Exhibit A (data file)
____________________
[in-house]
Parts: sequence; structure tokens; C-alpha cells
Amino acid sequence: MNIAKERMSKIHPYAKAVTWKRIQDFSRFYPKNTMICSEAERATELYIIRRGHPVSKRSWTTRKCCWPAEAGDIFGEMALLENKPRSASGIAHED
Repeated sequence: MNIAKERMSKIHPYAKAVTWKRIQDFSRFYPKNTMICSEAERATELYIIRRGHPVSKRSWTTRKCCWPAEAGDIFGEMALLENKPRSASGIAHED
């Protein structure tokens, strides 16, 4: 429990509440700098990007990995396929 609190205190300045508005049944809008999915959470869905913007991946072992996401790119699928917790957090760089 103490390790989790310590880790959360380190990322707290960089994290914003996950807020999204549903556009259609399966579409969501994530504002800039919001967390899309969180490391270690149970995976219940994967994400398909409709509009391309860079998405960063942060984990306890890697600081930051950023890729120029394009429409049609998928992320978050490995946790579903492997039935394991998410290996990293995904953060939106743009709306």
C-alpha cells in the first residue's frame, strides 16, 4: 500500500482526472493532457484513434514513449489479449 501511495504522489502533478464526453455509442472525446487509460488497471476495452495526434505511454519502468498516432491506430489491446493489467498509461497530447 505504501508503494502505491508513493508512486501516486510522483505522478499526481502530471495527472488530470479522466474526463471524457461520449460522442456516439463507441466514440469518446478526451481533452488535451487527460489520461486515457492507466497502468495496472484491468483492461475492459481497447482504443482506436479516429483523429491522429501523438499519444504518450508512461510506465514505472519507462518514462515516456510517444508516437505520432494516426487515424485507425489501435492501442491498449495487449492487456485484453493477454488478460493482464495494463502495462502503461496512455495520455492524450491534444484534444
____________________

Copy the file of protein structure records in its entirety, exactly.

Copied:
[in-house]
Parts: sequence; structure tokens; C-alpha cells
Amino acid sequence: MNIAKERMSKIHPYAKAVTWKRIQDFSRFYPKNTMICSEAERATELYIIRRGHPVSKRSWTTRKCCWPAEAGDIFGEMALLENKPRSASGIAHED
Repeated sequence: MNIAKERMSKIHPYAKAVTWKRIQDFSRFYPKNTMICSEAERATELYIIRRGHPVSKRSWTTRKCCWPAEAGDIFGEMALLENKPRSASGIAHED
């Protein structure tokens, strides 16, 4: 429990509440700098990007990995396929 609190205190300045508005049944809008999915959470869905913007991946072992996401790119699928917790957090760089 103490390790989790310590880790959360380190990322707290960089994290914003996950807020999204549903556009259609399966579409969501994530504002800039919001967390899309969180490391270690149970995976219940994967994400398909409709509009391309860079998405960063942060984990306890890697600081930051950023890729120029394009429409049609998928992320978050490995946790579903492997039935394991998410290996990293995904953060939106743009709306």
C-alpha cells in the first residue's frame, strides 16, 4: 500500500482526472493532457484513434514513449489479449 501511495504522489502533478464526453455509442472525446487509460488497471476495452495526434505511454519502468498516432491506430489491446493489467498509461497530447 505504501508503494502505491508513493508512486501516486510522483505522478499526481502530471495527472488530470479522466474526463471524457461520449460522442456516439463507441466514440469518446478526451481533452488535451487527460489520461486515457492507466497502468495496472484491468483492461475492459481497447482504443482506436479516429483523429491522429501523438499519444504518450508512461510506465514505472519507462518514462515516456510517444508516437505520432494516426487515424485507425489501435492501442491498449495487449492487456485484453493477454488478460493482464495494463502495462502503461496512455495520455492524450491534444484534444